On Sunday, Dec. 3 at 7 p.m., Beth El Temple in West Hartford will rock out with a concert called, appropriately enough, “Rock of Ages.” The evening will feature the Beethoven Violin Concerto and Artie Shaw’s Clarinet Concerto – and a “Tribute to Rock and Roll,” in celebration of the 50th anniversary of the Beatles’ Sgt. Pepper’s Lonely Hearts Club Band, plus the music of Led Zeppelin and the Moody Blues.
So what’s so Jewish about all that? Nothing really. But it got us thinking. Certainly, there’s been no shortage of Jewish artists that have topped the Billboard charts over the years. But just who are the Jewish musicians who have made the biggest impact on the charts over the decades. To find out, we checked out the ‘people of the charts’ (so to speak) – aka Billboard.
Turns out, Billboard has gathered together a list of the Tribe’s 30 biggest Billboard stars. The ranking is based on actual performance on the weekly Billboard Hot 100 since the chart launched in August 1958.
Begininng with #30 and working our way up the ladder, here’s a quick look at what we found. For details, visit www.billboard.com.
- David Guetta
The French DJ, whose Moroccan father is Jewish, helped EDM make a mainstream crossover with hit productions such as the Black Eyed Peas’ 2009 track “I Gotta Feeling” and his own smash “Turn Me On,” which features Nicki Minaj.
- Lenny Kravitz
Kravitz, whose dad is Jewish, fired up a vintage rock sound that earned multiplatinum status on albums such as 1993’s “Are You Gonna Go My Way” and 1998’s “Five.”
Both Gene Simmons and Paul Stanley of the larger-than-life hard-rock act are Jewish. The group exploded after 1975’s live set “Alive!,” bringing songs such as “Rock and Roll All Nite” to an audience of millions.
- Donald Fagen (Steely Dan)
Co-founded by Fagen, Steely Dan stands as one of the ‘70s’ most enigmatic groups. The band infused their sharp, sometimes sarcastic rock with jazz and studio perfectionism on albums such as the 1975 set “Katy Lied.”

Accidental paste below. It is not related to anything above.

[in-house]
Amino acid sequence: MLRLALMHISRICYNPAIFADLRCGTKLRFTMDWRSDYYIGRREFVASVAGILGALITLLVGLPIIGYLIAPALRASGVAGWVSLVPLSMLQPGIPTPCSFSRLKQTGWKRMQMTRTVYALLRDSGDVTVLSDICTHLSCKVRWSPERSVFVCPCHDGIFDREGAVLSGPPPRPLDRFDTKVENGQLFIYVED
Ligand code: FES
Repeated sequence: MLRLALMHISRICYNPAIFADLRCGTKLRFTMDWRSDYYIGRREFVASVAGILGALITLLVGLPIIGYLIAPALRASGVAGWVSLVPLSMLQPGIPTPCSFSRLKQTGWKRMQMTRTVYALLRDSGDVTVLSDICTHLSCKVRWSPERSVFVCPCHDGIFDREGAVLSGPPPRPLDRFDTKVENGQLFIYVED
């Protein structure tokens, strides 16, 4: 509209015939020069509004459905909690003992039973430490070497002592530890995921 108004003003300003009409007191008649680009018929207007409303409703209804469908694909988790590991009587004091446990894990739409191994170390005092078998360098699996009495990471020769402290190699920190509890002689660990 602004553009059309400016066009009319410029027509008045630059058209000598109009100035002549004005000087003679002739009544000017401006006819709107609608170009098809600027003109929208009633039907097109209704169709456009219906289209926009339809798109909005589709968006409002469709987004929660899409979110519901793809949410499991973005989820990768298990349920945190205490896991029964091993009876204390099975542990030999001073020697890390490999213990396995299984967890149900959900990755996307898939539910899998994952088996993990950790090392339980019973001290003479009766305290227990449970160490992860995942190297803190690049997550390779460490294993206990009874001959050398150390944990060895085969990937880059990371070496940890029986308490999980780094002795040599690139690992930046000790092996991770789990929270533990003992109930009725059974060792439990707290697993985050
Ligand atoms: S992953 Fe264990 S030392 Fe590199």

- Mark Knopfler (Dire Straits)
Knopfler and Dire Straits hit the top 10 of the Hot 100 with 1979’s “Sultans of Swing.” The rockers’ biggest hit, “Money for Nothing,” features backing vocals by Sting.
- Bob Dylan
Few artists have carried more influence or been more provocative in the rock era than Dylan, born Robert Zimmerman, whose ‘60s protest songs gave way to an electric epiphany and a brief sojourn into gospel.
- The J. Geils Band
The hard-touring band – with four Jewish members – drew upon soul, blues and rock throughout the ‘70s. The band’s 1981 album “Freeze-Frame” spawned two singles that reached the top five of the Hot 100: the title song and “Centerfold.”
- Eric Carmen
After ‘70s power-pop beginnings with the Raspberries (and a Hot 100 No. 2 solo hit with “All By Myself”), the rocker wrote hits for the “Footloose” and “Dirty Dancing” soundtracks, hitting the top five with his own “Hungry Eyes” in 1988.
- Lesley Gore
The ‘60s singer was a successful solo voice during the girl-group era with songs such as “It’s My Party” and “You Don’t Own Me” – an influence on decades of independent women to come.
- Carole King
The prolific songwriter rose to fame notching hits for Aretha Franklin, the Crystals and other ‘60s stars, and she proved her solo chops with 1971’s big-selling “Tapestry” and the smash “It’s Too Late / I Feel the Earth Move.”
- Bette Midler
The Divine Miss M showcased her many talents on stage and screen. Her biggest hit encompassed both talents: 1989’s “Wind Beneath My Wings,” which reached No. 1, was from the film “Beaches,” in which the singer also co-starred.
- David Lee Roth (Van Halen)
Exuberant frontman David Lee Roth singing atop Eddie Van Halen’s guitar solos helped the hard-rock act dominate the late ‘70s/early ‘80s rock scene, earning a No. 1 hit with “Jump” in 1984.
- Chris Stein (Blondie)